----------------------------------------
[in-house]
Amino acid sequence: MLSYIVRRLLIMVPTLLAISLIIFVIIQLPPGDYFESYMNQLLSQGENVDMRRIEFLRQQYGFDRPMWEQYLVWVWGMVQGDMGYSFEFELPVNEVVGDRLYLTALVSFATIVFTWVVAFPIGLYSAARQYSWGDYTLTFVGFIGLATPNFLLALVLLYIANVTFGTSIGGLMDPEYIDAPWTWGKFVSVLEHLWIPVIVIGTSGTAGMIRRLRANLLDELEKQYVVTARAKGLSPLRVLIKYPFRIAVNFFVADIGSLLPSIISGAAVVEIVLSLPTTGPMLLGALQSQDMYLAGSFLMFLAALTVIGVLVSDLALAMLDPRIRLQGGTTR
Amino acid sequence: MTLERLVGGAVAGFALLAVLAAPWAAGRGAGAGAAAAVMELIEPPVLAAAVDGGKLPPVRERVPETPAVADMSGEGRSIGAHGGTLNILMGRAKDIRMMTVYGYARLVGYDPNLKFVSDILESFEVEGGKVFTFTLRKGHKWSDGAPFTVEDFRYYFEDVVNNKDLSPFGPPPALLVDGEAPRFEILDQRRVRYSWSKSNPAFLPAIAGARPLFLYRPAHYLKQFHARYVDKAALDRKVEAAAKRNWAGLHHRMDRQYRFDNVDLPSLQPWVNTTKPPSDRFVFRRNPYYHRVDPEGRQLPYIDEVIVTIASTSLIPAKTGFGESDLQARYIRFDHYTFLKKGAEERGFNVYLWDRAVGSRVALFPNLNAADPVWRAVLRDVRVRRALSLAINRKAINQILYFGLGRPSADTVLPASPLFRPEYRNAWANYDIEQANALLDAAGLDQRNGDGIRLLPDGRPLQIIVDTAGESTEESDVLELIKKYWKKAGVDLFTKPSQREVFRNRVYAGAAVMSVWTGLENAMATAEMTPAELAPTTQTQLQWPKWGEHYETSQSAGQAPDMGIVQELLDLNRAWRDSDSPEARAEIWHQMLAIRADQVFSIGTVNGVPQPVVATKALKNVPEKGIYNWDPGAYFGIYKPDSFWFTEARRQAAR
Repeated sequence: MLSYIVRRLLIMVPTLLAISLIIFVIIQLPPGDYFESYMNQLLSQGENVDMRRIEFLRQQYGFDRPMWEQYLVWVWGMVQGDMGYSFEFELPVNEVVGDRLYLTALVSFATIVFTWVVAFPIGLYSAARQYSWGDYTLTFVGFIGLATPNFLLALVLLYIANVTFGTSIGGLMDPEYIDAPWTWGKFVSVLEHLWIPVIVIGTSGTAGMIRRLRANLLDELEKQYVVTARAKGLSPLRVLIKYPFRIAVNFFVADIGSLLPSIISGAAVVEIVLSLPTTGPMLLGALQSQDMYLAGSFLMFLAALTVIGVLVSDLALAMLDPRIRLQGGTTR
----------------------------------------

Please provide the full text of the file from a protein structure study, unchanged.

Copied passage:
[in-house]
Amino acid sequence: MLSYIVRRLLIMVPTLLAISLIIFVIIQLPPGDYFESYMNQLLSQGENVDMRRIEFLRQQYGFDRPMWEQYLVWVWGMVQGDMGYSFEFELPVNEVVGDRLYLTALVSFATIVFTWVVAFPIGLYSAARQYSWGDYTLTFVGFIGLATPNFLLALVLLYIANVTFGTSIGGLMDPEYIDAPWTWGKFVSVLEHLWIPVIVIGTSGTAGMIRRLRANLLDELEKQYVVTARAKGLSPLRVLIKYPFRIAVNFFVADIGSLLPSIISGAAVVEIVLSLPTTGPMLLGALQSQDMYLAGSFLMFLAALTVIGVLVSDLALAMLDPRIRLQGGTTR
Amino acid sequence: MTLERLVGGAVAGFALLAVLAAPWAAGRGAGAGAAAAVMELIEPPVLAAAVDGGKLPPVRERVPETPAVADMSGEGRSIGAHGGTLNILMGRAKDIRMMTVYGYARLVGYDPNLKFVSDILESFEVEGGKVFTFTLRKGHKWSDGAPFTVEDFRYYFEDVVNNKDLSPFGPPPALLVDGEAPRFEILDQRRVRYSWSKSNPAFLPAIAGARPLFLYRPAHYLKQFHARYVDKAALDRKVEAAAKRNWAGLHHRMDRQYRFDNVDLPSLQPWVNTTKPPSDRFVFRRNPYYHRVDPEGRQLPYIDEVIVTIASTSLIPAKTGFGESDLQARYIRFDHYTFLKKGAEERGFNVYLWDRAVGSRVALFPNLNAADPVWRAVLRDVRVRRALSLAINRKAINQILYFGLGRPSADTVLPASPLFRPEYRNAWANYDIEQANALLDAAGLDQRNGDGIRLLPDGRPLQIIVDTAGESTEESDVLELIKKYWKKAGVDLFTKPSQREVFRNRVYAGAAVMSVWTGLENAMATAEMTPAELAPTTQTQLQWPKWGEHYETSQSAGQAPDMGIVQELLDLNRAWRDSDSPEARAEIWHQMLAIRADQVFSIGTVNGVPQPVVATKALKNVPEKGIYNWDPGAYFGIYKPDSFWFTEARRQAAR
Repeated sequence: MLSYIVRRLLIMVPTLLAISLIIFVIIQLPPGDYFESYMNQLLSQGENVDMRRIEFLRQQYGFDRPMWEQYLVWVWGMVQGDMGYSFEFELPVNEVVGDRLYLTALVSFATIVFTWVVAFPIGLYSAARQYSWGDYTLTFVGFIGLATPNFLLALVLLYIANVTFGTSIGGLMDPEYIDAPWTWGKFVSVLEHLWIPVIVIGTSGTAGMIRRLRANLLDELEKQYVVTARAKGLSPLRVLIKYPFRIAVNFFVADIGSLLPSIISGAAVVEIVLSLPTTGPMLLGALQSQDMYLAGSFLMFLAALTVIGVLVSDLALAMLDPRIRLQGGTTR